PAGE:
Six in 10 Americans don’t understand annuities and the role they play in providing a lifetime income throughout retirement, according to a new report from the Alliance for Lifetime Income (ALI). Despite that, the alliance has found a significant uptick in households adding protected income — annuities or pensions — to their retirement portfolio.
The ALI’s new survey estimates 3.1 million American households added or pensions to their retirement plans this year. The percentage of households with protected income in retirement increased from 37 percent in 2019 to 40 percent this year.
“Our research shows the pandemic and resulting market and economic conditions have triggered what we are calling a ‘retirement reset,’ forcing Americans to rethink their retirement plans and protect their retirement income,” Jean Statler, the alliance’s CEO, said in a statement.
The Alliance for Lifetime Income is a non-profit consumer education organization focused on educating people about protected income through annuities as part of retirement planning.
Its new survey shows that despite heightened interest, there is still very little understanding among Americans facing retirement about the sources of protected income they need to include in their retirement planning.
“Protected income obviously comes from three things: annuities, Social Security and — if you’re lucky to have one — a pension,” Cyrus Bamji, communications director at the Alliance for Lifetime Income, told RetireGuide.
Interest in Annuities Growing Despite Lack of Understanding
The alliance’s survey indicates that people with protected income tend to feel more confident about their financial future in retirement.
But the lines break sharply along generational lines — between older retirees with traditional pension income and younger workers and retirees who came along as pensions disappeared.
The ALI survey results suggest annuities may be filling the void left by the decline of pensions. In 2019, USA Today reported that almost two out of every three pension funds had contemplated getting rid of guaranteed benefits to new workers by 2024.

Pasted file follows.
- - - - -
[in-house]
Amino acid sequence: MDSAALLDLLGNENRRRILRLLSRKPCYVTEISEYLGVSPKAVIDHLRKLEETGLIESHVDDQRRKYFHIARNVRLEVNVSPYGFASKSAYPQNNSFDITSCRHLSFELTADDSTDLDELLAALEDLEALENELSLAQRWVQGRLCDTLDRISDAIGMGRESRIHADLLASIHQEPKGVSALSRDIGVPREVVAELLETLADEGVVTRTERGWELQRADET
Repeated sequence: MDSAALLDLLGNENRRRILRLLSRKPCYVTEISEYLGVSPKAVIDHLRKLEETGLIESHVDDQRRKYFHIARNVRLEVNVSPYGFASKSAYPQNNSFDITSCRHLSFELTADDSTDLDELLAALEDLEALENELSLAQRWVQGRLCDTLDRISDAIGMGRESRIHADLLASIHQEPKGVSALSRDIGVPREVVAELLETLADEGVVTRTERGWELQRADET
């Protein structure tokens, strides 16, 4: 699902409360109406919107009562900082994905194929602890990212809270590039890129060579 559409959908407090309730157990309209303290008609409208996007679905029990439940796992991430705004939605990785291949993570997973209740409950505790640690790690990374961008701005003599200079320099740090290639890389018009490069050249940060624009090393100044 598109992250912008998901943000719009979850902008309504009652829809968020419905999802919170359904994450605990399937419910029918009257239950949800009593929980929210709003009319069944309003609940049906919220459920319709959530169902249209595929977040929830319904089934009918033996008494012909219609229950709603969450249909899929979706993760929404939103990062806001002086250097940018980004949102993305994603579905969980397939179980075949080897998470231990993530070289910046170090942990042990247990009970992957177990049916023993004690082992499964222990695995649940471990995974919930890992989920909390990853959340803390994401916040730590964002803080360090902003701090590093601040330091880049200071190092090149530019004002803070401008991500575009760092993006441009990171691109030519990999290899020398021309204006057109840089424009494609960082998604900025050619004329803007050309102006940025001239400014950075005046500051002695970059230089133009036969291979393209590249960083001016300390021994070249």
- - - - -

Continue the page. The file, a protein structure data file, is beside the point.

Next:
Most companies no longer offer defined-benefit pensions which pay a guaranteed monthly payment to workers for the rest of their lives when they retire. Instead, they tend to offer 401(k) retirement plans or similar plans that provide savings, but promise no protected income.
“As pensions have waned, that’s where the interest in annuities has picked up,” Bamji said. “And obviously with the current ‘retirement reset’ there’s an even bigger uptick in interest in annuities to fill the gap that disappearing pensions have left.”
Pensions’ safety net of a protected monthly income, regardless of how long you live in retirement, is a major factor in people’s confidence that they will have enough income in retirement, according to the alliance.
Limited Knowledge of Annuities Affect Retirement Planning, Confidence
The alliance survey found only about one in 10 pre-retirees believed they understood annuities “very well.” But more than half of those surveyed said they were at least somewhat interested in the idea of investing in annuities as part of their retirement plan.
Non-Retired Americans Who Understand the Role of Annuities and Level of Interest
Source: Alliance for Lifetime Income
“The biggest thing is simplifying the understanding of annuities,” Bamji said. “There’s still a lot of jargon, a lot of difficult language around annuities.”
He says that a lot of the language used when discussing annuities – even with your financial advisor — is shaped by regulations. Rules that govern annuities determine what words and terms have to be used when an advisor discusses annuities.
“Trying to explain the language of annuities and annuities themselves in the simplest way possible are the two most important ways to educate people about annuities and lifetime income,” Bamji said.
It’s a key part of what the Alliance for Lifetime Income has been focused on in the three years it’s been working to educate Americans about annuities.
Bamji also points out that one of the most difficult parts of anyone’s retirement planning is trying to estimate how long they will live in retirement. That makes it difficult to figure out exactly how far you can stretch retirement savings from a 401k, individual retirement account (IRA) or other similar retirement plans.
“That is probably the most difficult thing for anybody in the profession to predict — how long you’re going to live,” Bamji said.
Bamji said it’s “mind boggling” for some financial professionals to deal with the idea that a client planning retirement in their fifties may actually live for 20 or 30 years after they retire at 67.